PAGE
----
Peter Costa: High school seniors soon to receive college admission or rejection
This is the time of year when high school seniors either hate or love their mailboxes. Appropriately, on April Fool’s Day, colleges mail either offers of admission or rejection.
When I was applying to college –– so long ago that Plato had just taken the SAT and was wondering whether he should major in philosophy or go for the big bucks and be an alchemist –– the mantra on notification day was “thick is better.”
Thin rejection envelopes contained just a single page that said the competition was fiercer than it has ever been and the rejected applicant had been a strong candidate. For those turned down by the Ivy League, the rejection message was more akin to telling a young Galileo, “Yes, you made a fine telescope, but you haven’t seen any angels with it yet.”
But the thick letters pulsated with congratulations and giddy notifications of Pharaonic amounts of financial aid, health services and condo rights. It was as if they were saying, “You’re in. Relax and have a great life.”
Now, many older people who are college graduates will tell you that it doesn’t matter where you go to college as long as you study hard, do your best and become a good citizen. These are the same people who say, “It doesn’t matter how much you earn, follow your bliss.”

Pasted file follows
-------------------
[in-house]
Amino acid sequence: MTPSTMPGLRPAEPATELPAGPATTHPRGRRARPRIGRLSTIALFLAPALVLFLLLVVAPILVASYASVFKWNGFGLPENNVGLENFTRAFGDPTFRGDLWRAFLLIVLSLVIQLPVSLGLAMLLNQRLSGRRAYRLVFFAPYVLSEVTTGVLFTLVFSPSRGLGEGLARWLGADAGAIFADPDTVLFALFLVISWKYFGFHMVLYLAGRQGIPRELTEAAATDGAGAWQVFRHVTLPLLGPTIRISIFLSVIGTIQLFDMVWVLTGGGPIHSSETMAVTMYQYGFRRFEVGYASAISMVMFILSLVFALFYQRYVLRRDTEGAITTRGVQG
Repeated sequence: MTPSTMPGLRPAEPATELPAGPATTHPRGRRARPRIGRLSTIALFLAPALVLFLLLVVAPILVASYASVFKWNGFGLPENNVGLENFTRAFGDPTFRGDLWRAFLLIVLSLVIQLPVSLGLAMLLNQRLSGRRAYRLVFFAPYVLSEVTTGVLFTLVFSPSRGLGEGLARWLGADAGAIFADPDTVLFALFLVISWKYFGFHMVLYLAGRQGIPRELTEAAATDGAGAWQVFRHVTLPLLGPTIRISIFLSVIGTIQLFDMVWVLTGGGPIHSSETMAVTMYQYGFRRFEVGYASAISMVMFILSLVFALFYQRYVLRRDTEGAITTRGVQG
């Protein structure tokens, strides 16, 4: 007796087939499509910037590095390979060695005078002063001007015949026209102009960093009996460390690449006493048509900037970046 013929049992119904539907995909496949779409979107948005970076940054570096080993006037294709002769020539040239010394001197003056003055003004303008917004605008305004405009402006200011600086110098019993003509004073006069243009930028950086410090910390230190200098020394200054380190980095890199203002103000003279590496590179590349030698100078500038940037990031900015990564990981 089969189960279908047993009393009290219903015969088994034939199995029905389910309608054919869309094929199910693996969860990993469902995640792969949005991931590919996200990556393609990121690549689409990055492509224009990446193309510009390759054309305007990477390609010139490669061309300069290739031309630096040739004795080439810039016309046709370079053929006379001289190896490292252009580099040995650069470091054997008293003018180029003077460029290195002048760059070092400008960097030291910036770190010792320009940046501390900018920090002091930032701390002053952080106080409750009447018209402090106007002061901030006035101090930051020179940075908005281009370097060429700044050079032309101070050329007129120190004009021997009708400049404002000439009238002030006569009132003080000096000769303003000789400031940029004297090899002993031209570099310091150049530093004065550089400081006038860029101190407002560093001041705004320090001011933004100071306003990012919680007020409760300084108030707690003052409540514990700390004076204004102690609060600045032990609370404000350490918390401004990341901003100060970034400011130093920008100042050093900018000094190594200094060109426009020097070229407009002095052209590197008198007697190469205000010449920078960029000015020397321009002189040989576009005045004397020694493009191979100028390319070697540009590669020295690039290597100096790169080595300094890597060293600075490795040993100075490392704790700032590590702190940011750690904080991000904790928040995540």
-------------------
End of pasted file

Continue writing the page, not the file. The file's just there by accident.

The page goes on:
Well, for some folks, following their bliss usually leads to a financial cliff. I think in most cases, college is a Chevy vs. Ford argument. They are both good cars; some favor one, some the other. Or, with private-college expenses averaging about $50,000 a year, the argument is more like the perceived differences between a Saab and an Audi.
You can learn a lot in college: how things move in the universe, what constitutes an ethical life, what beauty is and how to share a room with a perfect stranger. All of these skills –– especially the latter –– will help you navigate through the shoals of shared apartments in the big city after graduation.
Are there differences in colleges? Of course. Will these differences mean much at your 40th reunion? Probably not. But now, your entire world seems to revolve around one piece of mail. I wish you a thick and happy day.
Peter Costa is a senior editor with GateHouse Media New England in Massachusetts and is the author of two books of humor. His latest, “Outrageous CostaLiving: Still Laughing Through Life,” is available at amazon.com.